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Dendritic Cell Immunobiology

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DCs link innate and aquired immunity

Dendritic cells (DCs), the most potent antigen (Ag)-presenting cells (APCs), are defined by their dendritic morphology and unique phenotype, and consist of heterogeneous subsets with myeloid- or lymphoid-lineage as well as differing maturity in both lymphoid and peripheral tissues. Immature DCs (iDCs) sense the presence of invading pathogens via various pattern-recognition receptors (PRRs) and process the pathogens intracellularly in inflammatory tissues, and they develop into mature DCs (mDCs) in inflammatory microenvironments. This maturatuin process is associated with upregulation of major histocompatibility complex (MHC) and costimulatory molecules, and downregulation of endocytosis activity and upregulation of Ag-processing ability. In addition, they lose responsiveness to inflammatory chemokines (CCL3 and CCL5,etc.) due to the downregulation of CCR1 and CCR5, and they in turn aquire the responsiveness to homeostatic chemokines (CCL19 and CCL21) via the induction of CCR7. Subsequently, mDCs home into secondary lymphoid tissues where they present the processed Ags to naive T cells to effectively generate type 1 helper T (TH1) cells and TH2 cells, depending on their lineage and activation signals. In addition, mDCs produce various sets of cytokines activating innate immune cells. Thereby, DCs play a crucial role in linking between innate and adaptive immunity.


DCs are regulator of immune response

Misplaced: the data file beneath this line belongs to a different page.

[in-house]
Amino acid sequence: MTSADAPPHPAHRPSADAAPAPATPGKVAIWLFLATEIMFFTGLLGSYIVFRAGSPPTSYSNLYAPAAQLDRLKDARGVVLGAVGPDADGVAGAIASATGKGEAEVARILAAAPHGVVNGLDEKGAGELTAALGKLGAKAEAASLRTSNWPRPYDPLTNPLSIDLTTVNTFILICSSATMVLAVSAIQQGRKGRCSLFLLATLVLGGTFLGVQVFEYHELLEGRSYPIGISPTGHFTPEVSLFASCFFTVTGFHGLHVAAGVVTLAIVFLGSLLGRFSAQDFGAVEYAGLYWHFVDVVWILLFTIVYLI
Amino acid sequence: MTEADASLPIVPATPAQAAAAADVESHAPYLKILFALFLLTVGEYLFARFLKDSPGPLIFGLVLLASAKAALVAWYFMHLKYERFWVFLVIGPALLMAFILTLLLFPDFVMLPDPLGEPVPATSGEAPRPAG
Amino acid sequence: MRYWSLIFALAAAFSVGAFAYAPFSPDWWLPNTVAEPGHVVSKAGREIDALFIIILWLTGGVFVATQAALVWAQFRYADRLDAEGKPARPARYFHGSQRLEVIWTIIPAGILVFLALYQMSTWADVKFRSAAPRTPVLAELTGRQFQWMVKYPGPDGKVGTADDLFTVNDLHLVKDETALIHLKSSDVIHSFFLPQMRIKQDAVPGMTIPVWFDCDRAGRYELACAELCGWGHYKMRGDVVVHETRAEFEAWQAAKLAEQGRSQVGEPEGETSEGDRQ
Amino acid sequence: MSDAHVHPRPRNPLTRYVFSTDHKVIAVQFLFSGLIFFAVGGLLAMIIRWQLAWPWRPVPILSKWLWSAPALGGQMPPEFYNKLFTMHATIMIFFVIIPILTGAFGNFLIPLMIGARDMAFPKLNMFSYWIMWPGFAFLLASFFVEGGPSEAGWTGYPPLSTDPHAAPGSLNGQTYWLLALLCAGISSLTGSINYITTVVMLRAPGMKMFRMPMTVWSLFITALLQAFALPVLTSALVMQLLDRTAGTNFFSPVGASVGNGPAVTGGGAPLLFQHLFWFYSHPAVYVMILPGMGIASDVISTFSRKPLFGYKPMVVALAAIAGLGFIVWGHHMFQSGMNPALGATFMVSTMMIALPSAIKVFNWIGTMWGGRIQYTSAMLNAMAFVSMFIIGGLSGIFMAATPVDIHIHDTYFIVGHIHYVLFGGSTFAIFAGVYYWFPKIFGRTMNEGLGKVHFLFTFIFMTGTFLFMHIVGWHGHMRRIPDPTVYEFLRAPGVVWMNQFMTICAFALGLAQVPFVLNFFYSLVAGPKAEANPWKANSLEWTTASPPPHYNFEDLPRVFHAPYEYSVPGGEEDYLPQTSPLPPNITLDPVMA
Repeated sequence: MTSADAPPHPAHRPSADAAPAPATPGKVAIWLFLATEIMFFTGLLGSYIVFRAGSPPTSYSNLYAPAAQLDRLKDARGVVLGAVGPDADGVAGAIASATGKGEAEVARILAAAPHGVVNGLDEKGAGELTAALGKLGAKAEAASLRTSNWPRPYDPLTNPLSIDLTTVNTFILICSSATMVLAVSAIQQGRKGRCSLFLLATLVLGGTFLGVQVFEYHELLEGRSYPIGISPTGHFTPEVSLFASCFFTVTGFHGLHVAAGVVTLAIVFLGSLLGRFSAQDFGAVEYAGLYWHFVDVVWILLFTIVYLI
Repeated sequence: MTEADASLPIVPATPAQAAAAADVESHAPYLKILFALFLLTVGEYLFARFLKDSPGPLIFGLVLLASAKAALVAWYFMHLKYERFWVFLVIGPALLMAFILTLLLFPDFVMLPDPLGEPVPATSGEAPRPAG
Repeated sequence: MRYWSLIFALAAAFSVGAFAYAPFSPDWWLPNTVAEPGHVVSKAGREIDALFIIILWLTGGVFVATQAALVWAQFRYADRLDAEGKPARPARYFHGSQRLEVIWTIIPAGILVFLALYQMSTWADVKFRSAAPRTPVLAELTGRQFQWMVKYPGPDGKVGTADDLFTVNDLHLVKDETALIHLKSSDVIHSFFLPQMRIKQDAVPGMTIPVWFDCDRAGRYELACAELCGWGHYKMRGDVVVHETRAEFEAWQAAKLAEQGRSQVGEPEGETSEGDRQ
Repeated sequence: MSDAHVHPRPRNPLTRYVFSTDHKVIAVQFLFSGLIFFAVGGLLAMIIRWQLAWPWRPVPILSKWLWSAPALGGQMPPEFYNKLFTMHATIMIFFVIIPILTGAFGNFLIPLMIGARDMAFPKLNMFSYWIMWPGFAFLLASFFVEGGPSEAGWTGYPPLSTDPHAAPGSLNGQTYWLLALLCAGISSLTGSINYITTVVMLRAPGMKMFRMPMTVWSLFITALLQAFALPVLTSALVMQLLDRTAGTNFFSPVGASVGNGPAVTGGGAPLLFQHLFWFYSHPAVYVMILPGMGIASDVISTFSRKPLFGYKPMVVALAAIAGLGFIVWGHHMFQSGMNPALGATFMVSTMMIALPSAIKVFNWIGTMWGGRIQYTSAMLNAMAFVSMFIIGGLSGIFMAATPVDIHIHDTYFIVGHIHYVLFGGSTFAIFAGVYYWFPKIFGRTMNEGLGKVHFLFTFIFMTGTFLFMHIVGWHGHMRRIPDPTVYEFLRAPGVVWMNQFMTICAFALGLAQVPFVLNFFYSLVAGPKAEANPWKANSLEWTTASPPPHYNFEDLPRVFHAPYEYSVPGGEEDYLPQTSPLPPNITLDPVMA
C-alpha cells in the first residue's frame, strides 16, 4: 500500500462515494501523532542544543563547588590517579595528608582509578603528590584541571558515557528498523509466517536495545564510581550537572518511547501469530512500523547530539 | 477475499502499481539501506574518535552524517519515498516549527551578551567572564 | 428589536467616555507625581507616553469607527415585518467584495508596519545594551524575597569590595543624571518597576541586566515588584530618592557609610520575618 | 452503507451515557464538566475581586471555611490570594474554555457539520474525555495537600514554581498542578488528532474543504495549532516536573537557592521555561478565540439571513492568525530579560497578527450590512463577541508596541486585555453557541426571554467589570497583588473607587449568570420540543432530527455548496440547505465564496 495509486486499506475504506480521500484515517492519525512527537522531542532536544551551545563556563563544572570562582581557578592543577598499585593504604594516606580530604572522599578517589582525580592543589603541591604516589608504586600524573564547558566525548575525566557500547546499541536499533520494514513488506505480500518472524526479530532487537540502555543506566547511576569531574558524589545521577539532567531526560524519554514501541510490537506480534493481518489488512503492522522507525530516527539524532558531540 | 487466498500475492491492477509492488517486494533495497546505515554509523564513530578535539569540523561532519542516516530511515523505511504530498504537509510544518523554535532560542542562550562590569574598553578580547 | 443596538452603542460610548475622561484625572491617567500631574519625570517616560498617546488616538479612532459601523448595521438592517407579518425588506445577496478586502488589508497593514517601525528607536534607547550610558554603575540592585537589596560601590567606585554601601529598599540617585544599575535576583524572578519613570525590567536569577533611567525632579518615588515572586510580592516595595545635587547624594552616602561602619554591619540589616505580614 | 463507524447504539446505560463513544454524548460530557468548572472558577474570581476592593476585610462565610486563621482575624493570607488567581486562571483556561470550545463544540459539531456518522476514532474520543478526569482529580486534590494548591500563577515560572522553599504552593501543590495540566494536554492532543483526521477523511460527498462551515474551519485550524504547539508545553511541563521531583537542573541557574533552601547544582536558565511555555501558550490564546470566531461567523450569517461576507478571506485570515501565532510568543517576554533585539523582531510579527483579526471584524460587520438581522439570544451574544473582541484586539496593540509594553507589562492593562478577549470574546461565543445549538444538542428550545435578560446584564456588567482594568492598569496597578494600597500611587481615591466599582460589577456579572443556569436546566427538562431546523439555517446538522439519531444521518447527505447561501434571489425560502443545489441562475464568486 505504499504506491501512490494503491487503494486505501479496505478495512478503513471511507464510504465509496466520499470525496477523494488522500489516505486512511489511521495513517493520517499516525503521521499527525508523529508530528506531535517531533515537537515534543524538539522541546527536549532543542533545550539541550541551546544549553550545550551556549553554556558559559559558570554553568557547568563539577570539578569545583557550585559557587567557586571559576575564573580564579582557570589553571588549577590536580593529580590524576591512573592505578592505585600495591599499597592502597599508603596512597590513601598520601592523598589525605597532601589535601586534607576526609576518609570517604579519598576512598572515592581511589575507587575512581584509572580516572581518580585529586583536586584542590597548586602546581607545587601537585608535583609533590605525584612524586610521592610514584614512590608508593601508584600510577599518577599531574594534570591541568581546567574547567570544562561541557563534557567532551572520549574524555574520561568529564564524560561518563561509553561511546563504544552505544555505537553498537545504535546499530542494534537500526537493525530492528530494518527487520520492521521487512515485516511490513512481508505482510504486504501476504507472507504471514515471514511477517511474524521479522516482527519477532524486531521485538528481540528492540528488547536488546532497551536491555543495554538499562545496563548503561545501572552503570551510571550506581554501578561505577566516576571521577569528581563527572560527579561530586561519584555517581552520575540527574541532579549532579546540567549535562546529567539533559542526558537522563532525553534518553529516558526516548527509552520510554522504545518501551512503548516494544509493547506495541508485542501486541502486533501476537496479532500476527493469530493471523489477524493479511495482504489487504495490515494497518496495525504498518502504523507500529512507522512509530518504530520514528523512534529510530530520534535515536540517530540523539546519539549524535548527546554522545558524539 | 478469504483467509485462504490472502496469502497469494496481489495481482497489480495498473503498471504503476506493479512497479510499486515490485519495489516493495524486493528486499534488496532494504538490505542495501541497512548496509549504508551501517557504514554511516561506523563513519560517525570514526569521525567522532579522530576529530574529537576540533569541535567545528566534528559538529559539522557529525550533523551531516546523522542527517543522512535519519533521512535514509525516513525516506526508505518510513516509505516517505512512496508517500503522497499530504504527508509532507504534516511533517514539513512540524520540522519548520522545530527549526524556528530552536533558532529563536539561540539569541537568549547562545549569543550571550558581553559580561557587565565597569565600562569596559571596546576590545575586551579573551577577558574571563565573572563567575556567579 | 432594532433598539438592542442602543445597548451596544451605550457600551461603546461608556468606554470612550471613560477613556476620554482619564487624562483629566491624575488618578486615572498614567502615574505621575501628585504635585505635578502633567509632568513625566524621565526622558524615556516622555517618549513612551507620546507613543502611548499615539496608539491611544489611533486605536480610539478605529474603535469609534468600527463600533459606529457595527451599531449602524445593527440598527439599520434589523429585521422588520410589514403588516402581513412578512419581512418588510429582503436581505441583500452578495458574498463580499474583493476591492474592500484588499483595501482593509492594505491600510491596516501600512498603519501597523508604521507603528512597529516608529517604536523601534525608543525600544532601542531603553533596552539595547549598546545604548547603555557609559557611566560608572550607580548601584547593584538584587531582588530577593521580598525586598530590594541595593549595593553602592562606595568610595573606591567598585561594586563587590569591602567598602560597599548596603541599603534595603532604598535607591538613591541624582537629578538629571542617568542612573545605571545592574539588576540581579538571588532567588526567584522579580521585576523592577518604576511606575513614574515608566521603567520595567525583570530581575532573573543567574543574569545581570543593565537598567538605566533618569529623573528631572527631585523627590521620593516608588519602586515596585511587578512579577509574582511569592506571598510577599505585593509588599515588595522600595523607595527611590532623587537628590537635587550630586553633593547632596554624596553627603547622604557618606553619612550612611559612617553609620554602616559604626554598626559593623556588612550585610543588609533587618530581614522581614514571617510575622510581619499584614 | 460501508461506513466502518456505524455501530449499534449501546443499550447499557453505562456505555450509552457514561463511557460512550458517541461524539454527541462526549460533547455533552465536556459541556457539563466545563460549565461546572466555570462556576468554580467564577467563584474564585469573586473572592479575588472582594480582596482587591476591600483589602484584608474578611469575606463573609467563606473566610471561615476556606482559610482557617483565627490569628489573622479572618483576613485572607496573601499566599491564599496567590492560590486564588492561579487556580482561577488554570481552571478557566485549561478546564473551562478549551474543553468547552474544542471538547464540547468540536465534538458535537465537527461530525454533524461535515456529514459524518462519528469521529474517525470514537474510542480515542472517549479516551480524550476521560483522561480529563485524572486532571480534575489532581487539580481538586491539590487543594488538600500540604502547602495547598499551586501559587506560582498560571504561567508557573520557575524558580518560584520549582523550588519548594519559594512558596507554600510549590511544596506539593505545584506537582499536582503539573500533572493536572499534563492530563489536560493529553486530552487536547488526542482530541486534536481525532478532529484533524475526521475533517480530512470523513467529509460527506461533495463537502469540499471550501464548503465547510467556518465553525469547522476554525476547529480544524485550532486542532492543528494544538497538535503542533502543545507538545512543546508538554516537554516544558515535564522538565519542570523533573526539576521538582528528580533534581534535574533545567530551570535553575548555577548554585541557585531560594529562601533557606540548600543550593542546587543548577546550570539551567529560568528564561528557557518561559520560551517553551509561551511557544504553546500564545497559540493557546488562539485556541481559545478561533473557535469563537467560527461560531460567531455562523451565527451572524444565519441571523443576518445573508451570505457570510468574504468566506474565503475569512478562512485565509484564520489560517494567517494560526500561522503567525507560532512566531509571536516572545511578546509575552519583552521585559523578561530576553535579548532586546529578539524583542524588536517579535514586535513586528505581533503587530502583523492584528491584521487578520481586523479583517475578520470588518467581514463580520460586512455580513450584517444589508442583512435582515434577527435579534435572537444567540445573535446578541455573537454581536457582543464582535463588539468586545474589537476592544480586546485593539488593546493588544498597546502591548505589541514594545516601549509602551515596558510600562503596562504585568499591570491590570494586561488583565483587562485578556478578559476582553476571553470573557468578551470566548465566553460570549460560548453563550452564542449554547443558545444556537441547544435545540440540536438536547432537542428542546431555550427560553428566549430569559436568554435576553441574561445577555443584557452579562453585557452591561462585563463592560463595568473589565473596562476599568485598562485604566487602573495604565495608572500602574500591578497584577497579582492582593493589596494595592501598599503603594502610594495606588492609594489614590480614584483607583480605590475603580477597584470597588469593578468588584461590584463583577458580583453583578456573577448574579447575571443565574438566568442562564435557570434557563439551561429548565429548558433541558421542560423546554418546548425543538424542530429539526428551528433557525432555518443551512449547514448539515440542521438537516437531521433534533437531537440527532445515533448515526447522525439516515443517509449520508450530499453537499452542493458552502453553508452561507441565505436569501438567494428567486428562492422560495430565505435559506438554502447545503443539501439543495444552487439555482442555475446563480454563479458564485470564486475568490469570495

Accumulating evidence suggest that iDCs are involved in the induction of peripheral tolerance mediated through the induction of T-cell deletion as well as anergic and regulatory T (TR) cells under steady state conditions in vivo. On the other hand, the modification of iDCs with certain immunosuppressive molecules generate tolerogenic DCs, including interleukin (IL-10), active vitamine D3, NFkB inhibitors and vasoactive intestinal peptide (VIP),and they not only show the reduced T-cell stimulatory capacity but also induce anergic T cells and regulatory T (TR) cells in vivo and in vitro. In addition, mDCs expressing inducible costimulator signaling ligand (ICOSL) or indoleamine 2,3 dioxygenase (IDO) exerts regulatory function via induction of T-cell apotosis or TR cells, respectively.Therefore, in addition to the application of mDCs for the therapy of cancer and infectious diseases, strategies utilizing immunoregulatory DCs are expected to be effective for the prevention and treatment of autoimmune diseases, allergic diseases, and allograft rejection. However, the clinical application of normal iDCs and the previous known tolerogenic DCs may not be suitable for the treatment of immunopathogenic diseases, because they likely change into mature under inflammatory condition. Therefore, further development of DCs with a potent negative regulatory ability for T cells is thought to facilitate their use for treatment or prevention of immunopathogenic diseases. We have established human and murine modified DCs with more potent capacity to induce anergic T cells and TR cells than the previously known tolerogenic DCs even under inflammatory conditionin vivo and in vitro, and we therefore designated them as regulatory DCs (DCreg). Our team studies: (1) the clarification of the molecular mechanisms underlying the T-cell regulatory function of DCreg,: (2) the development of immunotherapy with DCreg for immunopathogenic diseases, and to: (3) the characterizion of the specific DC subsets involved in immune regulation.